13

[6] "proscribe a brief personal expression by a student which contains religious references during a commencement exercise or student address . . ."

14

[7] "prohibit students from making announcements over the school public-address system regarding meetings of noncurricular religious clubs . . ."

15

Chandler v. James, 985 F.Supp. at 1063-64 (emphasis in original). Thus, the permanent injunction permitted private prayer in public settings and prohibited public prayer that could be perceived as state endorsed prayer, narrowly tailoring its remedy to balance both Free Speech and Free Exercise rights as well as the Establishment Clause concerns in this case.

16

The panel decision in Chandler II, however, reasons that "if `[n]othing in the Constitution . . . prohibits any public school student from voluntarily praying at any time before, during, or after the school day,' then it does not prohibit prayer aloud or in front of others, as in the case of an audience assembled for some other purpose." Chandler II, 230 F.3d at 1316-17 (quoting Santa Fe, 120 S.Ct. at 2281). This analysis fails to take into account the difference between an individual or a voluntary group of individuals praying privately, albeit in a public setting, on the one hand, and allowing the public delivery of student prayer before "an audience assembled for some other purpose," which includes both students that wish to pray, or pray in a particular manner, and those that do not. Id. The district court's injunction in this case carefully drew that distinction. The panel opinion, in my judgment, erroneously erases it.

17

Finally, Chandler II attempts to distinguish Santa Fe by suggesting that state entanglement occurred in Santa Fe because the school district instituted a student election process resulting in student prayer whereas no state entanglement occurred here because no student elections were involved. See Chandler II, 230 F.3d at 1315. I believe this misreads the rationale of Santa Fe. The Santa Fe Court made it clear that state entanglement involves "whether an objective observer" would perceive the religious speech as a "state endorsement of prayer in the public schools," and that "[e]very government practice must be judged in its unique circumstances," keeping "in mind the myriad, subtle ways in which Establishment Clause values can be eroded . . . ." 120 S.Ct. at 2278-82 (internal quotations and citations omitted). Using this criteria, Santa Fe concludes that the delivery of a voluntary, student-initiated religious message "delivered to a large audience assembled as part of a regularly scheduled, school-sponsored function conducted on school property," and "over the school's public address system, which remains subject to the control of school officials," creates the "actual or perceived [state] endorsement of the message" in violation of the Establishment Clause. Id. at 2278. The conduct permitted in this case is no different.

18

Moreover, consistent with prior Establishment Clause precedent, Santa Fe directs courts to consider the effect of a government practice and to inquire whether the practice will tend to impermissibly coerce religious participation. See 120 S.Ct. at 2275 ("`[G]overnment may not coerce anyone to support or participate in religion or its exercise, or otherwise act in a way which establishes a [state] religion or religious faith, or tends to do so.'") (quoting Lee v. Weisman, 505 U.S. 577, 587 (1992)). A critical aspect of that determination is the historical context of the practice. See id. at 2278 ("The text and history of this policy, moreover, reinforce our objective student's perception that the prayer is, in actuality, encouraged by the school."). As was the case in Santa Fe, the record here reveals a long-standing history of "unconstitutional efforts" to endorse and encourage student participation in religion. Chandler I, 180 F.3d at 1265; See Chandler II, 230 F.3d at 1317 n.5 ("The district court had before it a great deal of information concerning prior actions of school personnel indicating a majoritarian purpose to foster one particular religion."). The injunction vacated by the panel in Chandler II was issued to prevent the enforcement of a facially unconstitutional statute enacted by the Alabama legislature to protect and promote student-initiated "prayer, invocation and/or benedictions" during "school-related student assemblies," "sporting events," and "graduation or commencement ceremonies."3 As the panel opinion concedes, the record supports a history of coercive participation by the school district in this case. Accordingly, Establishment Clause principles are necessarily implicated. For all the foregoing reasons, I suggest that the reversal of the district court's injunction in this case contravenes the Establishment Clause and warrants en banc review.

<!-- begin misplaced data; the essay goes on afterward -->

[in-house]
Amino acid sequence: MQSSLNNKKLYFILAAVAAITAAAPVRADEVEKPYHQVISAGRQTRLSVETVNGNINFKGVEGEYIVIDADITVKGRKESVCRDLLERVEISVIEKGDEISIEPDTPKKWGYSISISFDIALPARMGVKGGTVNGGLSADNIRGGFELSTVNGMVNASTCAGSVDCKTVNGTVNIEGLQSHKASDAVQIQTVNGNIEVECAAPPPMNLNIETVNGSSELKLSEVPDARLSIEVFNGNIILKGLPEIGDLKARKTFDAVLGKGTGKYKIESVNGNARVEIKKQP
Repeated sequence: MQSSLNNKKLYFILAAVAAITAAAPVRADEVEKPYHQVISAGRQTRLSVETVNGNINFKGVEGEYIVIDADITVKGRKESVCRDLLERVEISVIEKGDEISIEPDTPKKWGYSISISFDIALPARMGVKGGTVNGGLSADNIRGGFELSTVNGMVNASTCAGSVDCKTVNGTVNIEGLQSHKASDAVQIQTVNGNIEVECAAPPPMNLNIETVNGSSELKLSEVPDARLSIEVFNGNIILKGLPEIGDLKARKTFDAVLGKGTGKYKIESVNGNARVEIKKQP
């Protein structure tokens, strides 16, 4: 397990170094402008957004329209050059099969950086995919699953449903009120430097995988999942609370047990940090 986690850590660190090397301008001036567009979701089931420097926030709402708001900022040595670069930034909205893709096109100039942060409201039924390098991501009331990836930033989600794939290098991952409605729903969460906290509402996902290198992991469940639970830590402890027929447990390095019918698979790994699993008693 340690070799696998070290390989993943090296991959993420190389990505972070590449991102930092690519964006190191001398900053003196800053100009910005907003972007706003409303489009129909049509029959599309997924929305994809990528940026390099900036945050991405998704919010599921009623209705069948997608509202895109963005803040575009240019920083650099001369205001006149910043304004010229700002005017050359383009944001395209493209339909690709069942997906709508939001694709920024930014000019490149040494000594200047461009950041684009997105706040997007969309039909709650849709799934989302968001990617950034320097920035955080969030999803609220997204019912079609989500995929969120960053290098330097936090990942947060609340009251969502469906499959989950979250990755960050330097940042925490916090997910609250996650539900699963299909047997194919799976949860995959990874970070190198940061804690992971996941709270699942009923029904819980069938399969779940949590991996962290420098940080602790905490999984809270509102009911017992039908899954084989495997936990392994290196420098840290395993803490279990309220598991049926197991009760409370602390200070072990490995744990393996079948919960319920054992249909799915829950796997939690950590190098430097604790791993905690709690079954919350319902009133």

NOTES:

1

The Supreme Court granted certiorari in Chandler v. James, 180 F.3d 1254 (11th Cir. 1999) ("Chandler I"), and on June 26, 2000, vacated and remanded this case for further consideration in light of its decision in Santa Fe. The present opinion, Chandler v. Siegelman, 230 F.3d 1313 (11th Cir. 2000) ("Chandler II"), is this Court's ruling following the Supreme Court remand.

2

The Supreme Court found the prior attempts violative of the Establishment Clause. See Jaffree v. Wallace, 466 U.S. 924 (1984); Jaffree v.Wallace, 472 U.S. 38 (1985).

3

The relevant portion of the stricken statute reads: "(b) On public school, other public, or other property, non-sectarian, non- proselytizing student-initiated voluntary prayer, invocation and/or benedictions, shall be permitted during compulsory or non-compulsory school-related student assemblies, school-related student sporting events, school-related graduation or commencement ceremonies, and other school- related student events." Ala.Code 16-1-20.3(b) (1995).